Yale to continue alternatives investment strategy

Richard Levin, president of Yale University, said the investment model designed by David Swensen had performed ‘spectacularly well’ for the endowment despite a 30% decline in value in the last fiscal year, according to a Bloomberg report.

Yale University will not abandon the investment model devised by chief investment officer David Swensen despite it resulting in a 30 percent decline in the endowment’s value, president Richard Levin told Bloomberg.

Levin said the model, which saw the endowment dramatically increase its allocation to alternatives over the past decade, had performed “spectacularly well”, returning $11 billion more than a hypothetical portfolio of stocks and bonds.

According to the report, Yale’s endowment was estimated to be worth $16 billion on 30 June this year – back down to 2005 levels.

For the fiscal year 2008, the endowment was valued at $22.9 billion, according to performance documents on Yale’s website. Its allocation to real assets during the period was 29.3 percent, an increase of 64 percent over 2004. The same trend was seen for private equity, with 20.2 percent of the endowment being allocated to the asset class in fiscal year 2008, a 71 percent increase over 2004 levels.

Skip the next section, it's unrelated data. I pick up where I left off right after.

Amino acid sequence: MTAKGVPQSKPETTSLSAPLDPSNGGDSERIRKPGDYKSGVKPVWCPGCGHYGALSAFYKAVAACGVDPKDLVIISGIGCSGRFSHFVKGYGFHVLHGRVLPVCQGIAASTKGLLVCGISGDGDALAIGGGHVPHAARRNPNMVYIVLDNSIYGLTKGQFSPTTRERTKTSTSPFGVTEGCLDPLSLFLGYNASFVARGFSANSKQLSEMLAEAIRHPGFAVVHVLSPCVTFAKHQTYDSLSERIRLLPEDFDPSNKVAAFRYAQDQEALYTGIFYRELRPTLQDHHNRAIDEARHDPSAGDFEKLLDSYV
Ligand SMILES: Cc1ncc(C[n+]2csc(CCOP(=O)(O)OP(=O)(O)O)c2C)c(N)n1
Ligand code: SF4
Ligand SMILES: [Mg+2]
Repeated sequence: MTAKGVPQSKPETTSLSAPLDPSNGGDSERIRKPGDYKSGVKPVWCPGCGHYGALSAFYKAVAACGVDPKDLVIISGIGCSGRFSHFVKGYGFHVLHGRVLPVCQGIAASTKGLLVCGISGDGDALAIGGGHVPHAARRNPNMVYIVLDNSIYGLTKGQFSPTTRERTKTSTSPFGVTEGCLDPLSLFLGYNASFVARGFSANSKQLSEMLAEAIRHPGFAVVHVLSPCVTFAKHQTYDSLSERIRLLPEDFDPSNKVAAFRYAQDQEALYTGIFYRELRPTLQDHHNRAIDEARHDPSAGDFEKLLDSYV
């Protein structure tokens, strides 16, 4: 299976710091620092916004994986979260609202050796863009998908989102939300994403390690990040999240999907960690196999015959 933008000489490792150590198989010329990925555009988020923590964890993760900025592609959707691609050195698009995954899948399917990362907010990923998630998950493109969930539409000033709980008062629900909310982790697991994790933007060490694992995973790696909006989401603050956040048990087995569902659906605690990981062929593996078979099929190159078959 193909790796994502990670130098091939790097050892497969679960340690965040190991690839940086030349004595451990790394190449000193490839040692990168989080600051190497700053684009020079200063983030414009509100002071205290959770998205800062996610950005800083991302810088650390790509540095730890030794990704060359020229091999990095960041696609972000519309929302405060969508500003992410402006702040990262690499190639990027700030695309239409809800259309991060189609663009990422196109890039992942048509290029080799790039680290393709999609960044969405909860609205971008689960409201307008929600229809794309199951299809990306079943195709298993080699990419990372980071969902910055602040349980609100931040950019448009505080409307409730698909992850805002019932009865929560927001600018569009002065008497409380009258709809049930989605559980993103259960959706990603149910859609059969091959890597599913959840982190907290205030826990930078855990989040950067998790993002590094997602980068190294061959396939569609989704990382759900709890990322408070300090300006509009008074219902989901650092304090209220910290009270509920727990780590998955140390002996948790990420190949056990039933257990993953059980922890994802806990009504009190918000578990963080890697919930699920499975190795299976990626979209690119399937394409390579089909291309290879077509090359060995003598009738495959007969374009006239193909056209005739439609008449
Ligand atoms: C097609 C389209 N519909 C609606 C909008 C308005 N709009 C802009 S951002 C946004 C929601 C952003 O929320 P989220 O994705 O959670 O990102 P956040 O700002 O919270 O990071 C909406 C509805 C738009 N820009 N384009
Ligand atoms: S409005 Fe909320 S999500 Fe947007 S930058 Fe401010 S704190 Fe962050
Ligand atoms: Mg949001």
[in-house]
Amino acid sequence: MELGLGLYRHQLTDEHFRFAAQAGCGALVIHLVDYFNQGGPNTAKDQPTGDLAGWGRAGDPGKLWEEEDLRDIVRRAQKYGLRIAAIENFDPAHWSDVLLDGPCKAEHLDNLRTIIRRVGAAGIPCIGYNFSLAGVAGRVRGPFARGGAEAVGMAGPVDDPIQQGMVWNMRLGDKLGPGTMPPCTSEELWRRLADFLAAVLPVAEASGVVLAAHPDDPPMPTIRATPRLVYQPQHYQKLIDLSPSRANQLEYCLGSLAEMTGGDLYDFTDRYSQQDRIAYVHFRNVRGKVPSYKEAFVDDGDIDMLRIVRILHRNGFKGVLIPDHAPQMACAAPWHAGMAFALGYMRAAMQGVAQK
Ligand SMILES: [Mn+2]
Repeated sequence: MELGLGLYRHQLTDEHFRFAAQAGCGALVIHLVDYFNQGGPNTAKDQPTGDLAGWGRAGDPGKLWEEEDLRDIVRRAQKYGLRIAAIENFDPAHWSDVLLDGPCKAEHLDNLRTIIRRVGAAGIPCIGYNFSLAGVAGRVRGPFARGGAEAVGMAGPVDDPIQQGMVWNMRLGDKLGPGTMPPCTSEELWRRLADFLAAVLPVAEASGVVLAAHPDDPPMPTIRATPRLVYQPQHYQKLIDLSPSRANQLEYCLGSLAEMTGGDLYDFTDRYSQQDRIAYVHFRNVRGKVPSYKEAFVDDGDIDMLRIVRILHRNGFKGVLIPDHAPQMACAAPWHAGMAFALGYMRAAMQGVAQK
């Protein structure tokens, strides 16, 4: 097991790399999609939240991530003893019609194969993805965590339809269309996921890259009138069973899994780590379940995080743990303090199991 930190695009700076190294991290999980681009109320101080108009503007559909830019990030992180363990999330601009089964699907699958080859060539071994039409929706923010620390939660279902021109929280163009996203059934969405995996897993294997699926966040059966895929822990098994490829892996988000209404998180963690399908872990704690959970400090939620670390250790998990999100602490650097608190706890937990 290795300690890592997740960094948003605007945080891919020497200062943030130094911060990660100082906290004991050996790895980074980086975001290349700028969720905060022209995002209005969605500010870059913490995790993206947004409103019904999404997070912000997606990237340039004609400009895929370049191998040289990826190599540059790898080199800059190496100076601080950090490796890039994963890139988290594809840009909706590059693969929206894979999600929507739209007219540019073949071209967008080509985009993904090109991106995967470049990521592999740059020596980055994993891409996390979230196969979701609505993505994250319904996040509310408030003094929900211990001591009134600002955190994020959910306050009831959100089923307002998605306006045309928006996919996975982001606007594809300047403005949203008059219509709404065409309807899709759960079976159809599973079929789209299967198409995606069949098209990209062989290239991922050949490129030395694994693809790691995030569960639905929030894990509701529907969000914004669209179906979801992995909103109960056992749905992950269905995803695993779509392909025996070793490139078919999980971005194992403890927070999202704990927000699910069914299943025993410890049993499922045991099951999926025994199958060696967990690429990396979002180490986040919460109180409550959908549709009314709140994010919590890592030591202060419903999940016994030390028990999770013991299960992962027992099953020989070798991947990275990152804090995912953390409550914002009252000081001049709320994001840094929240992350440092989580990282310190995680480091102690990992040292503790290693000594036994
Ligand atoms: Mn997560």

Conversely, Yale’s allocation to fixed income and equities has declined steadily over the same period, with fixed income and domestic equities making up just 4 percent and 10 percent of the endowment’s fund in the 2008 fiscal year.

With returns averaging 23 percent a year between 2004 and 2007, Swensen’s model was emulated by many endowments and public pensions in the US. The Bloomberg report said Yale’s endowment grew from just $1 billion in 1985, when Swensen began managing the fund. 
“I would not have changed it the slightest bit,” Levin said of the investing strategy. “It’s not a close call.”

Swensen hit the headlines earlier this year when he labeled funds of funds, specially hedge funds of funds, a “cancer on the institutional investor world”.

“Most endowments use fund[s] of funds and consultants, rather than making their own well-informed decisions,” Swensen told The Wall Street Journal at the time. “If you’re going to invest in alternatives, you should be all in, and do it the way Yale does it – with 20 to 25 investment professionals who devote their careers to looking for investment opportunities.”